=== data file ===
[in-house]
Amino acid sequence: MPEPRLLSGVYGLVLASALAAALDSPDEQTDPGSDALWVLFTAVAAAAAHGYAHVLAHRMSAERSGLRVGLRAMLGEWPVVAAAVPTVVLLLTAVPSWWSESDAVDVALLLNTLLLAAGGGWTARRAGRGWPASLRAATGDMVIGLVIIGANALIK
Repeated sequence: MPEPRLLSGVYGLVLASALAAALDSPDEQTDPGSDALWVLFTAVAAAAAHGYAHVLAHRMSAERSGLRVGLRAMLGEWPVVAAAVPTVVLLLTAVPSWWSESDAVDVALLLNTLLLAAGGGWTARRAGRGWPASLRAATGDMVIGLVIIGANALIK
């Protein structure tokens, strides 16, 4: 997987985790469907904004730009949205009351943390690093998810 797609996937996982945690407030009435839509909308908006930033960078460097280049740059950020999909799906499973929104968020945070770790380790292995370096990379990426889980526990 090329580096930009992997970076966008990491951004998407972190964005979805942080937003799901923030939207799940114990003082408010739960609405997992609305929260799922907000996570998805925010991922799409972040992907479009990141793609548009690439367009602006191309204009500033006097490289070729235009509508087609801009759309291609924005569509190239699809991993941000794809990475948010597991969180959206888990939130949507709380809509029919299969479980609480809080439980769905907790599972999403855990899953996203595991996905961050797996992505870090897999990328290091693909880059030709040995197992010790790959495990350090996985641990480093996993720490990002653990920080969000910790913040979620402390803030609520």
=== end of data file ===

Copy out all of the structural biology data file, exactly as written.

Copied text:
[in-house]
Amino acid sequence: MPEPRLLSGVYGLVLASALAAALDSPDEQTDPGSDALWVLFTAVAAAAAHGYAHVLAHRMSAERSGLRVGLRAMLGEWPVVAAAVPTVVLLLTAVPSWWSESDAVDVALLLNTLLLAAGGGWTARRAGRGWPASLRAATGDMVIGLVIIGANALIK
Repeated sequence: MPEPRLLSGVYGLVLASALAAALDSPDEQTDPGSDALWVLFTAVAAAAAHGYAHVLAHRMSAERSGLRVGLRAMLGEWPVVAAAVPTVVLLLTAVPSWWSESDAVDVALLLNTLLLAAGGGWTARRAGRGWPASLRAATGDMVIGLVIIGANALIK
């Protein structure tokens, strides 16, 4: 997987985790469907904004730009949205009351943390690093998810 797609996937996982945690407030009435839509909308908006930033960078460097280049740059950020999909799906499973929104968020945070770790380790292995370096990379990426889980526990 090329580096930009992997970076966008990491951004998407972190964005979805942080937003799901923030939207799940114990003082408010739960609405997992609305929260799922907000996570998805925010991922799409972040992907479009990141793609548009690439367009602006191309204009500033006097490289070729235009509508087609801009759309291609924005569509190239699809991993941000794809990475948010597991969180959206888990939130949507709380809509029919299969479980609480809080439980769905907790599972999403855990899953996203595991996905961050797996992505870090897999990328290091693909880059030709040995197992010790790959495990350090996985641990480093996993720490990002653990920080969000910790913040979620402390803030609520």